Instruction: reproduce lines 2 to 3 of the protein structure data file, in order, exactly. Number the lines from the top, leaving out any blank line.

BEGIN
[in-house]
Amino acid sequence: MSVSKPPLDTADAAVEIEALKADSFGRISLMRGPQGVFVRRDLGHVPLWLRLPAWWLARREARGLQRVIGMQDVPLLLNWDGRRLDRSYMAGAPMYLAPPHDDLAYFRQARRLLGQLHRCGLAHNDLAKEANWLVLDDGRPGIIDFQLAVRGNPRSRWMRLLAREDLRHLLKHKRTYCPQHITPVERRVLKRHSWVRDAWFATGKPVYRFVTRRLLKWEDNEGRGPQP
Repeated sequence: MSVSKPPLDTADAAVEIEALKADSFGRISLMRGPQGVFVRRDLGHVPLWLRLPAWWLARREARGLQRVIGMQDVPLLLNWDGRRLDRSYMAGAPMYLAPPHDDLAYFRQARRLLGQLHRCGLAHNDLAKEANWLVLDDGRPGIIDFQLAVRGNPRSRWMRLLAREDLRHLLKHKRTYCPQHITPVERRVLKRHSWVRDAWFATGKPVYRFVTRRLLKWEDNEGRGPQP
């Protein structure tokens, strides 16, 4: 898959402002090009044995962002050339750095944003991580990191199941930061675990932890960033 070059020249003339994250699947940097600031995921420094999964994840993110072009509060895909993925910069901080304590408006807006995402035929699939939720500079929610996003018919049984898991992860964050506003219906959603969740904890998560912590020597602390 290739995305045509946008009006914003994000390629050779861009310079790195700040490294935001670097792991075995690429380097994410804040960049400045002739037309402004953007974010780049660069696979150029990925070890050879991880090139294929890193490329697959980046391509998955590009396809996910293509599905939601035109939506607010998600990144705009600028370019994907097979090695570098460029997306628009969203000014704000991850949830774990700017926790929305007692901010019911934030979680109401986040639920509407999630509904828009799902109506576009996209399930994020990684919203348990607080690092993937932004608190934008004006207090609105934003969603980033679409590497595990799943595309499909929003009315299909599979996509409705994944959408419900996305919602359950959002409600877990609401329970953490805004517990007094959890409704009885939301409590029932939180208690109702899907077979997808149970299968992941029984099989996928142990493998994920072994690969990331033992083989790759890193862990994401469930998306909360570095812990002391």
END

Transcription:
Amino acid sequence: MSVSKPPLDTADAAVEIEALKADSFGRISLMRGPQGVFVRRDLGHVPLWLRLPAWWLARREARGLQRVIGMQDVPLLLNWDGRRLDRSYMAGAPMYLAPPHDDLAYFRQARRLLGQLHRCGLAHNDLAKEANWLVLDDGRPGIIDFQLAVRGNPRSRWMRLLAREDLRHLLKHKRTYCPQHITPVERRVLKRHSWVRDAWFATGKPVYRFVTRRLLKWEDNEGRGPQP
Repeated sequence: MSVSKPPLDTADAAVEIEALKADSFGRISLMRGPQGVFVRRDLGHVPLWLRLPAWWLARREARGLQRVIGMQDVPLLLNWDGRRLDRSYMAGAPMYLAPPHDDLAYFRQARRLLGQLHRCGLAHNDLAKEANWLVLDDGRPGIIDFQLAVRGNPRSRWMRLLAREDLRHLLKHKRTYCPQHITPVERRVLKRHSWVRDAWFATGKPVYRFVTRRLLKWEDNEGRGPQP